“Even if I never fucking saw you again, Gage, I was going to spend the rest of my life trying to make myself good enough. For. You.”
Oh, how the cover tricked me once again. This seems to be happening a lot these days. I mean, look at that gorgeous cover. Maybe it's just me, but doesn't it scream hopefulness, considering behind it there's a post-apocalyptic zombie story? A relief for being alive and hoping for a new start even in the midst of chaos? No? Then maybe it's just me, and that's cool.
What Alive really is, is a story about two stubborn people who should look over their priorities. After The Crave hit humanity, 90% of it has been wiped out. We are introduced to Eve. Before The Crave she was the odd person in town. With highly religious parents she is isolated from normal life with her peers and it lead to her being bullied. But that was before. In the after, Eve has grown to rely only on herself, and after her sister gets lost, she is forced to be alone. She decides to search for Olive, but after months of searching she is on the verge to give up, ready to give herself over to the oblivion of being a zombie. Of course, a boy comes to save her: Gage. He's not just a guy, he's the only guy Eve ever loved before The Crave hit. Until he broke her heart, that is. Together - after many fights and stubbornness - they agree to go together to find Olive at the new haven: Eden.
I will give Alive props for being New Adult and not a contemporary romance. But, at the same time, it's so painfully much everything I dislike about New Adult. There's the sex centered romance, an unhealthy possessive hero, an unfavorable view on women, and a stupid heroine. I'm actually sorry to say these things, because I had high hopes for this one. As for the plot, it's dragging on and nothing actually happens. Eve and Gage just head for Eden and bump into a few obstacles, but nothing big enough to hide the slow pacing. Most of the time they're either fighting or thinking about how handsome, hot, and good looking the other is. I'm sorry, but that gets old after about five times.
So, for the romance and our characters then. As I said, Eve loved Gage in the before, but he broke her heart. Through flashbacks this is shown (one of the bigger reasons why the plot went by so slow). Let's just say Eve is the queen on holding grudges. While it's understandable she's upset, one would think after four years of living among zombies, a high school romance wouldn't be so significant. Apart from that, there's almost no chemistry between these characters. Everything they have is appealing appearances. I really couldn't care for their relationship, which is what the book is about.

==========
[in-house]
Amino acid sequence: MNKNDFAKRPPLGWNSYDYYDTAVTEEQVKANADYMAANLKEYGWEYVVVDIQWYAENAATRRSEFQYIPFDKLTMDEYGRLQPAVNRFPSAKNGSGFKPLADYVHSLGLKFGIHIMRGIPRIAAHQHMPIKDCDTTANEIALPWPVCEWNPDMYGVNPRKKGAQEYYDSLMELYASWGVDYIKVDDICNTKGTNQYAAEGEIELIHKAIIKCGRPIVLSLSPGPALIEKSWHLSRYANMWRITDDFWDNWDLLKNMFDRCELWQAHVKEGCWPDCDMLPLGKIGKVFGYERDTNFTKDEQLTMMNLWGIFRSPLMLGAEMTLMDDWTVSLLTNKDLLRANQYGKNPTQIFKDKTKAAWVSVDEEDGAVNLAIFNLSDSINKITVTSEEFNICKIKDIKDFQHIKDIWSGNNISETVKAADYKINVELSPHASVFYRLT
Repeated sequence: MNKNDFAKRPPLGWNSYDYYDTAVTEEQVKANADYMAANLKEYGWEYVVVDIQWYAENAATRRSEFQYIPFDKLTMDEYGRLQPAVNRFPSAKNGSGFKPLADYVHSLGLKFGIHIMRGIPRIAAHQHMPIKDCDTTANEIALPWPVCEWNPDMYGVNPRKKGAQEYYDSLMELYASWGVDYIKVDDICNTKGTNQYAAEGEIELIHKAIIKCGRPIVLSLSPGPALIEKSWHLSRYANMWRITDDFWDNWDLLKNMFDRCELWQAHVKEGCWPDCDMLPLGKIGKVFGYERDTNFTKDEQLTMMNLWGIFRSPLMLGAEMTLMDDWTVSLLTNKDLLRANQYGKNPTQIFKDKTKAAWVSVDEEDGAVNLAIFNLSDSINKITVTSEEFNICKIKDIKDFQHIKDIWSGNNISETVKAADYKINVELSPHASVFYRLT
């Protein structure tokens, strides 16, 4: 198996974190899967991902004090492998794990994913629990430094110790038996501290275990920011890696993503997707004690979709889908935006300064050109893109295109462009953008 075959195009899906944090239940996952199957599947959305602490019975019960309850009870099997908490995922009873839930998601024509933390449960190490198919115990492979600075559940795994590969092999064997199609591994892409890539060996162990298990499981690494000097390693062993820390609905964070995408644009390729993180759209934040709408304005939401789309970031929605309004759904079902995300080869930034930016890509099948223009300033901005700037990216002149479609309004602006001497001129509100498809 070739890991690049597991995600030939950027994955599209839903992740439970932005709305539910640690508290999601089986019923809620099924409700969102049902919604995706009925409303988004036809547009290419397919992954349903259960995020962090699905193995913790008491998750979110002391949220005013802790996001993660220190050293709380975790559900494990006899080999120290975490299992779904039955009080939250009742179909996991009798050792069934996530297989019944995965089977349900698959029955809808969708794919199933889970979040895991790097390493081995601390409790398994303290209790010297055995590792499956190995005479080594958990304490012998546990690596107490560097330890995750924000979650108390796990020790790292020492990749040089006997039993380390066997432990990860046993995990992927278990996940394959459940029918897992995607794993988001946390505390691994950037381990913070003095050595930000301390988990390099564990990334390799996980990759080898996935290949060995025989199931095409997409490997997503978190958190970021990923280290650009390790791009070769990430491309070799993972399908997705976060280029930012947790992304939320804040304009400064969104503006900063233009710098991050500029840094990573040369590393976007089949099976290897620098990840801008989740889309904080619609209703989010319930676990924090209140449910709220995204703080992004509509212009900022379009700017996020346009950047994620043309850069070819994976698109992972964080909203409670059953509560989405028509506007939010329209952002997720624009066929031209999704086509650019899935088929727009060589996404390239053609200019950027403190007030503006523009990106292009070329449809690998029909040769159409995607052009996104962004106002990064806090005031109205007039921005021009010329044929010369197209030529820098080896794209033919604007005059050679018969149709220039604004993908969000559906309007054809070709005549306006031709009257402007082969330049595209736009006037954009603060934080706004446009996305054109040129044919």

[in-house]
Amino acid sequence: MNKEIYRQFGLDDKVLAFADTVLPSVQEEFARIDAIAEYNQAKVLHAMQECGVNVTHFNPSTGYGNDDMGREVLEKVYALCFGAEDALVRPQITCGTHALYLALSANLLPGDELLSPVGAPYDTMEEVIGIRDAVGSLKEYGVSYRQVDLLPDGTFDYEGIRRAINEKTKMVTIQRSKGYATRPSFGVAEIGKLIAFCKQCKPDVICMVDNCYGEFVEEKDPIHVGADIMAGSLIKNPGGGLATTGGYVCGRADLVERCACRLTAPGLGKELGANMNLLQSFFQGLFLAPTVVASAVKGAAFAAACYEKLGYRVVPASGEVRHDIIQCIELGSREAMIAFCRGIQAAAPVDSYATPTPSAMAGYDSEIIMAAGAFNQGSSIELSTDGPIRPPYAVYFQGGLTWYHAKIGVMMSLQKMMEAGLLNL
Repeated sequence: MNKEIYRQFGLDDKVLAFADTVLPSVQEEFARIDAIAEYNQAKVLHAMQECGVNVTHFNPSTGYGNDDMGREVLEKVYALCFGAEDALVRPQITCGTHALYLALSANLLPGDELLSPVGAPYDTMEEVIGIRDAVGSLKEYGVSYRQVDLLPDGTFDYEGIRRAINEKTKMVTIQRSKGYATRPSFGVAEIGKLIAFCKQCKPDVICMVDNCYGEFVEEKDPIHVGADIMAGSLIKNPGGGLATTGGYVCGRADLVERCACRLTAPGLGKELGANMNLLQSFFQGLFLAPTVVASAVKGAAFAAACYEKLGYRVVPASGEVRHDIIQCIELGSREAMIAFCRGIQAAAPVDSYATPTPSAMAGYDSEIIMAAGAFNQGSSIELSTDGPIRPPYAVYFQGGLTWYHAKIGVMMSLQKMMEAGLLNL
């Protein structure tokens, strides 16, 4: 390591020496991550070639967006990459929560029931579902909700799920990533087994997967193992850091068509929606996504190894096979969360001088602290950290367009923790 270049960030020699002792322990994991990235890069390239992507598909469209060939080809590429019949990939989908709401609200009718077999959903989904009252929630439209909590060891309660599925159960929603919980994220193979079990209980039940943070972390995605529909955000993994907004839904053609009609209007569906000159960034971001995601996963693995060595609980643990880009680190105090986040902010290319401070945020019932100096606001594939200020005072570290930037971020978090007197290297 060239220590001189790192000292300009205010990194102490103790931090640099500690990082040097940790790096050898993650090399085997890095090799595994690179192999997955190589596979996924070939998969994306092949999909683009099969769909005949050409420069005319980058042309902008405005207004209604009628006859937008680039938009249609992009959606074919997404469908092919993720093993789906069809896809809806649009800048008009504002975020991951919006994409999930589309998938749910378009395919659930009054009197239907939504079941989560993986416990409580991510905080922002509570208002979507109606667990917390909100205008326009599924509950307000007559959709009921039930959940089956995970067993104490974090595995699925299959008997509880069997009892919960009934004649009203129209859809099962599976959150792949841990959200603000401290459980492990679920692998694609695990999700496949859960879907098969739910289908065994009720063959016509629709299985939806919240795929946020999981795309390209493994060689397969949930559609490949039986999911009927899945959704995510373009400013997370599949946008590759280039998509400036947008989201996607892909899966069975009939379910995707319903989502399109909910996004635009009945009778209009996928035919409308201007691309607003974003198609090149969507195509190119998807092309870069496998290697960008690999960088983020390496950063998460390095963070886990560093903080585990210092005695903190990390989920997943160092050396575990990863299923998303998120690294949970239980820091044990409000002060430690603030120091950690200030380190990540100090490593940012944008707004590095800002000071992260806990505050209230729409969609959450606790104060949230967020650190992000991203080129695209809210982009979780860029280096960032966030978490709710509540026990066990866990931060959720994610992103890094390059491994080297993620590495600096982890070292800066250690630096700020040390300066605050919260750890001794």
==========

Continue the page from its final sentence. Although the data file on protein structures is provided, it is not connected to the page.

He sat completely still as she took the head of his thick cock into her mouth. Nothing could have ruined this moment. Not even the disgusting gurghs [zombies] who were desperately clawing to get at them only a few feet away.
No, the romance did not do it for me. It's only about sex and little of connection. And they are both so stubborn. Gage's stubborn trying to prove Eve means so much to him, and Eve is desperate to prove he means nothing even if she kind of thinks he does. Honestly, they should both just get over themselves and move on. Also, when Gage started accusing Eve of being another guy's little bitch because she's helping said guy with his daughter and laugh at his jokes, things went downhill. And, another wonderful snippet of Gage's thoughts on a woman he used to be together with:
She didn’t have many good qualities aside from what lie between her legs, something she was always willing to give.
Yes, he's a real catch. Then we have other quotes like this thrown around:
She welcomed the feel of him pressed against her, like the weak woman she was.
There are a few more elements to this story, but the above was too prominent for me to look past. Especially the last parts. There's a subplot about Olive and what she's going through while away from Eve. However, Olive was such a horrible character it could've been skipped. Yeah, this was obviously not for me, but if you're looking for a New Adult book - despite it's clichés - in another setting than a contemporary one, you might like this.